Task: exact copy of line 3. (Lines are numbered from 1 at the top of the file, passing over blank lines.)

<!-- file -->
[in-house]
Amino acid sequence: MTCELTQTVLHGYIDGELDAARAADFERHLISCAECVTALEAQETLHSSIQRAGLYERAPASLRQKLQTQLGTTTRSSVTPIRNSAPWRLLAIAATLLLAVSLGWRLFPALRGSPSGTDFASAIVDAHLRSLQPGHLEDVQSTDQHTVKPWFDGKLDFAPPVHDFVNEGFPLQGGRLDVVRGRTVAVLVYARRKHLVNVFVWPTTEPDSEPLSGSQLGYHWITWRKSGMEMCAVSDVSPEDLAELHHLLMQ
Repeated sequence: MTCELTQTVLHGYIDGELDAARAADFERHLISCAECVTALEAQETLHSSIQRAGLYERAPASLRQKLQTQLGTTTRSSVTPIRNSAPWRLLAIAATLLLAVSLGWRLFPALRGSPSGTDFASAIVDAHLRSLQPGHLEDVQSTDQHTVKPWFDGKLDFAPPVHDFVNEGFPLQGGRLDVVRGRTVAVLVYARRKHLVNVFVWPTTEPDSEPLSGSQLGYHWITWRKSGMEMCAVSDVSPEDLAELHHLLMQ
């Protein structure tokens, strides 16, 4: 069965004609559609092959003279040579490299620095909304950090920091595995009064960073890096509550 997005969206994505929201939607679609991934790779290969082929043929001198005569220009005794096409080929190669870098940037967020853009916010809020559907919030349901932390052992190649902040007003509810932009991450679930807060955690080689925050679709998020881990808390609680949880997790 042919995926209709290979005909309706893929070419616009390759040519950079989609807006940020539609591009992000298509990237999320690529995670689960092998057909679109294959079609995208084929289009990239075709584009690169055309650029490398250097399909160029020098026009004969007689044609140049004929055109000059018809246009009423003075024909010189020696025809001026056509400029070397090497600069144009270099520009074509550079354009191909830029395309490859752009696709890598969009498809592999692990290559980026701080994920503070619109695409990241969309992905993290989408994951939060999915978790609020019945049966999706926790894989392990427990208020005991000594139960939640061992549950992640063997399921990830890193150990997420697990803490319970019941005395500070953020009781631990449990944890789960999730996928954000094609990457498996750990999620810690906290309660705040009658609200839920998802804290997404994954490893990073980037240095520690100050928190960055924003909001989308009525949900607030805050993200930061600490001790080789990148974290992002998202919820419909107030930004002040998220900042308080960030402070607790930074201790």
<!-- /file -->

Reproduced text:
Repeated sequence: MTCELTQTVLHGYIDGELDAARAADFERHLISCAECVTALEAQETLHSSIQRAGLYERAPASLRQKLQTQLGTTTRSSVTPIRNSAPWRLLAIAATLLLAVSLGWRLFPALRGSPSGTDFASAIVDAHLRSLQPGHLEDVQSTDQHTVKPWFDGKLDFAPPVHDFVNEGFPLQGGRLDVVRGRTVAVLVYARRKHLVNVFVWPTTEPDSEPLSGSQLGYHWITWRKSGMEMCAVSDVSPEDLAELHHLLMQ